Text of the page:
Let’s follow Richard, a middle school digital native whose school has adopted a personalized approach to learning.
8:00—Richard wakes up to an alarm from his smartphone charging next to his bed and checks his reminders. He notes that he has an English project due in two days and that he needs to check with his friend Chris in his science class today about their genetics’ experiment.
8:30—Before catching the school bus, Richard watches a video his math teacher made about functions. He’s a little confused, so he stops it in the middle and starts it over again. Richard is still not sure he understands, so he reads the URL of a tutorial that his teacher recommends for more help into the Evernote app on his phone to check out later.
9:00—Richard’s math teacher has flipped her classroom so now Richard is working with a small group on a project illustrating non-linear functions. They have decided to do an animated presentation and have used Google Tasks to set up a project plan. Richard is good with technology, so he’s working on taking the script the group created and putting it into the presentation. Another classmate, Clarissa, wants to learn how to use the app, so she’s helping him.
10:00—In social studies, Richard participates in a small group discussion on current events. He was responsible for reading the news for that day and developing some good discussion questions for his group to talk about. They summarize their thoughts in an online document and then read and respond to the discussions of the other groups in the class.
11:00—Richard’s science class is having a videoconference with a local expert on GMOs (genetically modified organisms). He and his classmates have been researching the topic and have prepared questions they would like the expert to answer.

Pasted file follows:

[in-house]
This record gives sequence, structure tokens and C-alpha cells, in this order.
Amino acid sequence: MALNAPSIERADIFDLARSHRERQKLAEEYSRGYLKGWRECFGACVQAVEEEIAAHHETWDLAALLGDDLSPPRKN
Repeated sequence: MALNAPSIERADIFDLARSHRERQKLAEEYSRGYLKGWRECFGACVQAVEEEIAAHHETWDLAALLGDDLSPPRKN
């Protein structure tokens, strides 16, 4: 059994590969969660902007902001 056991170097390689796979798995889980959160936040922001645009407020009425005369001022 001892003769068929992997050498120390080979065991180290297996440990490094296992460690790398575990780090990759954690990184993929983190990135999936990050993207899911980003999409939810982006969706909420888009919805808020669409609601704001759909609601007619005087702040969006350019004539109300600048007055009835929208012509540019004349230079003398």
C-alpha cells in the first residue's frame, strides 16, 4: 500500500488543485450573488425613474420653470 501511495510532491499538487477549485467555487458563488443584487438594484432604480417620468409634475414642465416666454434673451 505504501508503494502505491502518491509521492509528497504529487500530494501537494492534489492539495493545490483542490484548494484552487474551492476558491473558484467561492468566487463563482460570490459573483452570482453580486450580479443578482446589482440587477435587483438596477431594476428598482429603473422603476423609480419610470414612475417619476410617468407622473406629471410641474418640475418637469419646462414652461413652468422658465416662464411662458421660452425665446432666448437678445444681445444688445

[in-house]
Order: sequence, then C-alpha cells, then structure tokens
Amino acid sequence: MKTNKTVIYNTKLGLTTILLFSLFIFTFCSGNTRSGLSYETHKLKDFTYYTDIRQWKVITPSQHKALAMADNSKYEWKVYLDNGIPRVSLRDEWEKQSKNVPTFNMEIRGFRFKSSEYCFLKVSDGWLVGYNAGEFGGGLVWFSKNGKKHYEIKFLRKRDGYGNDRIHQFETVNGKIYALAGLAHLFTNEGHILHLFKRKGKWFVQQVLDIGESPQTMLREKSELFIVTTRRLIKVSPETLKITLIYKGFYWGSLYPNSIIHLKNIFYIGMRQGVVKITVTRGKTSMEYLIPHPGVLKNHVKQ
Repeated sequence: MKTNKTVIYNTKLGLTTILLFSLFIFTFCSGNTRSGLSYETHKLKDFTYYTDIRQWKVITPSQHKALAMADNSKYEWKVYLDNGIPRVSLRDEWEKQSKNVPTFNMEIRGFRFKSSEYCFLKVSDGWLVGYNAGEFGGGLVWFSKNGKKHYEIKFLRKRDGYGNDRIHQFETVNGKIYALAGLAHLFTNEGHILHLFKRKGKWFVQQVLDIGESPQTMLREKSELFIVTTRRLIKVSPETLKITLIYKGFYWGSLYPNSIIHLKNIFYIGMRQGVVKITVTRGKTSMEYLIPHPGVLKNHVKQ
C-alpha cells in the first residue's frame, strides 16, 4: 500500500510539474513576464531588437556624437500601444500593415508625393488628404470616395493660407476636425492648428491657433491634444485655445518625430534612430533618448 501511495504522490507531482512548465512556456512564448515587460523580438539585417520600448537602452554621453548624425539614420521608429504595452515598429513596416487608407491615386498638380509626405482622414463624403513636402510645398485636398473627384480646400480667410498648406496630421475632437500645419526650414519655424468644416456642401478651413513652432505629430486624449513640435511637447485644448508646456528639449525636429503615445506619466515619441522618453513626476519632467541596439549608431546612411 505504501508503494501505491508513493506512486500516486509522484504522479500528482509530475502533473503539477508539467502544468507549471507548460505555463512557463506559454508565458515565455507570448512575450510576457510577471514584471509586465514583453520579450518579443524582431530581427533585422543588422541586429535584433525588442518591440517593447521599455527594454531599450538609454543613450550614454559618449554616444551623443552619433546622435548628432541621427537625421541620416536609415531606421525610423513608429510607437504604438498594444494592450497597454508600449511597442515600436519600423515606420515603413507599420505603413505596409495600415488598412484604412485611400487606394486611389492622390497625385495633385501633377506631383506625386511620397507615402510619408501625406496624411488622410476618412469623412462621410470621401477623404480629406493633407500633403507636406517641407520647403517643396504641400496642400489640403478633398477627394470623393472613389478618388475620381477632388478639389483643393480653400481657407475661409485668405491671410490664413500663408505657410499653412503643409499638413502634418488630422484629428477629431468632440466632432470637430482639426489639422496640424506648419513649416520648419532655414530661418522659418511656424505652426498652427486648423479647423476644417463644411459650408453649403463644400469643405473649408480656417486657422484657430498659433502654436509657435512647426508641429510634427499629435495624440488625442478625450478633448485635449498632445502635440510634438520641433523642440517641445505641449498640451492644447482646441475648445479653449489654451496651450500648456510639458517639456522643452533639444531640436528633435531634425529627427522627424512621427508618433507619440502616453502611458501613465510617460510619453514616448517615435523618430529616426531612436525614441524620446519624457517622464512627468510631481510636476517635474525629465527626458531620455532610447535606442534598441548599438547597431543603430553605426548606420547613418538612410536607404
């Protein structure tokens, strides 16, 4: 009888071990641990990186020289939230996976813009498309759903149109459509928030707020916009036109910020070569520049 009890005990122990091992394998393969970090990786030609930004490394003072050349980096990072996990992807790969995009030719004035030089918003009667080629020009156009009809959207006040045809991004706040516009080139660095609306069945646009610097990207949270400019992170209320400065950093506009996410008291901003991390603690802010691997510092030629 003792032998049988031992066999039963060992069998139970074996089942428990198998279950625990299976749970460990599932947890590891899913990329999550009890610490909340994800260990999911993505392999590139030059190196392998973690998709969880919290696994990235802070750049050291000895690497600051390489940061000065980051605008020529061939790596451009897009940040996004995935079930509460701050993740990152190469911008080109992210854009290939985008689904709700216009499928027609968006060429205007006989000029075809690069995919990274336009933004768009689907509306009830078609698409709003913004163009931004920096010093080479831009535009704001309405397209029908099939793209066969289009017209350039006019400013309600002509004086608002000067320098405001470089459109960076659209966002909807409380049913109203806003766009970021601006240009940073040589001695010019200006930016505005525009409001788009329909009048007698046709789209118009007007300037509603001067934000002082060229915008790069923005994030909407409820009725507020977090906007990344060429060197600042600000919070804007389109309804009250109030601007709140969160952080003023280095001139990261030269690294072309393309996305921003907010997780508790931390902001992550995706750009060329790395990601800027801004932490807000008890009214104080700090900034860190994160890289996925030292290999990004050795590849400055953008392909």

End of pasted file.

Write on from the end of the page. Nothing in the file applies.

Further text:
12:00—At lunch, Richard checks his phone for messages and reminders and sees that he needs to talk to Chris about their science project, so he texts him to meet him in the lunchroom. They text the rest of their group and hold an impromptu meeting to set up a time to work on their project.
1:00—After lunch in English class, Richard picks up reading A Wrinkle in Timeon his phone from where he left off last night on his tablet. His group chose that book to read to meet the Craft and Structure Common Core State Standards. As his teacher has assigned, Richard inserts questions and predictions into the e-reader to use later when his group creates their project on the book.
2:00—Richard gets a little break from technology in his P.E. class where they are in the middle of a basketball unit. Today while they play a game, his teacher is recording their movement on the court to assess with a rubric the teacher distributed earlier. Later in the week, Richard will log in to his Google account to get a document with the video embedded and the rubric with his score and the teacher’s comments. This assessment lets him know what he needs to work on to get that “A” he wants!
3:00—After school, Richard has a science club meeting where they’re planning an activity for next month. They create an online survey with SurveyMonkey and send it out to all the club members to see what they would like to do.
4:00—When Richard gets home, he relaxes for a while and plays a little basketball in the driveway with his younger brother. When they get tired and hungry, they go in for a rest and a snack.
5:00—Before dinner, Richard logs on to his computer to play Minecraft for a while. He checks a discussion forum that he likes to visit about Minecraft and reads a question from another player. He makes a short video explaining how to do what the player wants to do and posts it. He immediately gets a thank-you response.
7:00—After dinner, Richard checks out the tutorial on functions that he noted that morning and feels like he gets it a little better now, and he works for a while on the math project.
9:00—Before bed, he uses Snapchat to send a friend a funny photo he took of his dog. They have a short conversation about a movie they want to see over the weekend. They make a date to see it on Saturday if one of their parents can take them.